Discipline -Specific Knowledge and Skills (Discipline-Specific Knowledge and Skills)

02. Evaluate genetic engineering and genomic technologies with consideration of the productivity, ethical, environmental and social license dimensions.

Activities:
Students will gain awareness of the implications of genetic engineering and genomic technologies using case studies. Class discussions will be used to help refine arguments and form evidence- based opinions.
Related graduate capabilities and elements:
Discipline -Specific Knowledge and Skills (Discipline-Specific Knowledge and Skills)

03. Critically analyse and evaluate the use of different sensing technologies across a range of enterprises.

Activities:
Self-scheduled lectures, flipped classroom and recommended literature will provide students with the theory. Field exercises in small groups will be used to explore applications in a range of enterprises. Lectures and workshops will cover theory while workshops will explore sensing systems such as environment, climate, plant, animal and soil.
Related graduate capabilities and elements:
Discipline -Specific Knowledge and Skills (Discipline-Specific Knowledge and Skills)

04. Critically review the outputs of modelling software to assess the productivity of an enterprise.

Activities:
Lectures and recommended literature will provide students with the theory. A workshop will provide students with an opportunity to undertake modelling of crop-soil systems, applications to other systems will be also be discussed.
Related graduate capabilities and elements:
Discipline -Specific Knowledge and Skills (Discipline-Specific Knowledge and Skills)

Subject options

Select to view your study options…

Start date between: and    Key dates

Epping, 2020, Semester 1, Blended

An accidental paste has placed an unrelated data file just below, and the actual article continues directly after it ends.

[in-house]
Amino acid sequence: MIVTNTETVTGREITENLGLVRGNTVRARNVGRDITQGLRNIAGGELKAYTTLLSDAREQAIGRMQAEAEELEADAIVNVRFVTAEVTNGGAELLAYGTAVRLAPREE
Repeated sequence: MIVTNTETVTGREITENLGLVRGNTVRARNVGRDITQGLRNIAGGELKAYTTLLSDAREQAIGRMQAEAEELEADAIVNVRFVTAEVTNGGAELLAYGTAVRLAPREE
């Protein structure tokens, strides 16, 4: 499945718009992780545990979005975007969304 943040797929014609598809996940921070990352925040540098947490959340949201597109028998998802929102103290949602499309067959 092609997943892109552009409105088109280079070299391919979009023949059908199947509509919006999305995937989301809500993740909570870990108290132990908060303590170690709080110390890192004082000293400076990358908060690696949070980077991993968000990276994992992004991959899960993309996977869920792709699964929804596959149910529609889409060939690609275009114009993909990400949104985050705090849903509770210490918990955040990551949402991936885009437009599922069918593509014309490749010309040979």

Overview

Online enrolmentYes

Maximum enrolment sizeN/A

Enrolment information

Subject Instance Co-ordinatorMarisa Collins

Class requirements

WorkShop Week: 10 - 22
One 6.0 hours workshop per study period on weekdays during the day from week 10 to week 22 and delivered via face-to-face.
"Workshop Modelling"

WorkShop Week: 10 - 22
One 6.0 hours workshop per study period on weekdays during the day from week 10 to week 22 and delivered via face-to-face.
"Workshop Sensors 1"

Lecture Week: 10 - 22
Twelve 2.0 hours lecture per study period on weekdays during the day from week 10 to week 22 and delivered via online.
"Unscheduled Lecture/ tutorial tasks"

WorkShop Week: 10 - 22
One 1.0 hours workshop per week on weekdays during the day from week 10 to week 22 and delivered via online.
"Workshop Sensors 2"

Lecture Week: 10 - 22
Nine 2.5 hours lecture per study period on weekdays during the day from week 10 to week 22 and delivered via face-to-face.
"Students can choose either the face-to-face or virtual (Online) class option."

Lecture Week: 10 - 22
Nine 2.0 hours lecture per study period on weekdays during the day from week 10 to week 22 and delivered via online.
"Students can choose either the face-to-face or virtual (Online) class option."

Assessments

Assessment elementComments% ILO*
Oral presentation assessing emerging technology (20 minutes,900-words equivalent)Oral presentation or podcast assessing magnitude and certainty of benefits of a selected emerging technology in an agricultural industry.20 01, 02
Sensing workshop exercise (900-words equivalent) Sensor technical specification. Questions on sensor principles, telemetry and sensor evaluation will be answered.20 01, 03
Case study examining an application of future technology (1800-words)Written report describing and critically analysing an emerging technology in a selected agricultural industry, including an assessment of magnitude and certainty of benefits.40 01
Modelling workshop exercise (900- word equivalent)A written practical report of exercises completed during the modelling workshop, exploring the calibration and use of predictive models for agricultural production systems 20 01, 04